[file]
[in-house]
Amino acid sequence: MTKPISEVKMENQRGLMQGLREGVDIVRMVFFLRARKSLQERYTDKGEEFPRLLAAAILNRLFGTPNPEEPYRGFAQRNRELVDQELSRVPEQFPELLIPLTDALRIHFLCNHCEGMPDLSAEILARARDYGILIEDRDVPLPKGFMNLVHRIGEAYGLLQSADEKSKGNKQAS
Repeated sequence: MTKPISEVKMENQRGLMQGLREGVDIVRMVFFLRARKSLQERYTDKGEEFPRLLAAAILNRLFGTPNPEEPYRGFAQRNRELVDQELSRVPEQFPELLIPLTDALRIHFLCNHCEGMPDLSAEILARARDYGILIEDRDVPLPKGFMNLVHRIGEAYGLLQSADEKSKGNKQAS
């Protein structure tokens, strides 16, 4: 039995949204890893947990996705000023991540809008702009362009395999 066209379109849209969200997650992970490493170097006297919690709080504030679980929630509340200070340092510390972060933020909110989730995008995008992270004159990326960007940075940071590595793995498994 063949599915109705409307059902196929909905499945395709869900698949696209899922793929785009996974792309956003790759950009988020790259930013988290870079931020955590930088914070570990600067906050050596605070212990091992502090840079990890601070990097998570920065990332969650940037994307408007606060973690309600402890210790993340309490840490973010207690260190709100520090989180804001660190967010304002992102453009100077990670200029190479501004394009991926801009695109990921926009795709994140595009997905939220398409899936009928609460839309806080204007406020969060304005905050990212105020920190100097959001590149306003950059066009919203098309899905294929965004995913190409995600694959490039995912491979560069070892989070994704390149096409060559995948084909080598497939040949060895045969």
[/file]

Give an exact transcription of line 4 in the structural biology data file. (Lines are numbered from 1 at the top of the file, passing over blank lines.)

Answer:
């Protein structure tokens, strides 16, 4: 039995949204890893947990996705000023991540809008702009362009395999 066209379109849209969200997650992970490493170097006297919690709080504030679980929630509340200070340092510390972060933020909110989730995008995008992270004159990326960007940075940071590595793995498994 063949599915109705409307059902196929909905499945395709869900698949696209899922793929785009996974792309956003790759950009988020790259930013988290870079931020955590930088914070570990600067906050050596605070212990091992502090840079990890601070990097998570920065990332969650940037994307408007606060973690309600402890210790993340309490840490973010207690260190709100520090989180804001660190967010304002992102453009100077990670200029190479501004394009991926801009695109990921926009795709994140595009997905939220398409899936009928609460839309806080204007406020969060304005905050990212105020920190100097959001590149306003950059066009919203098309899905294929965004995913190409995600694959490039995912491979560069070892989070994704390149096409060559995948084909080598497939040949060895045969």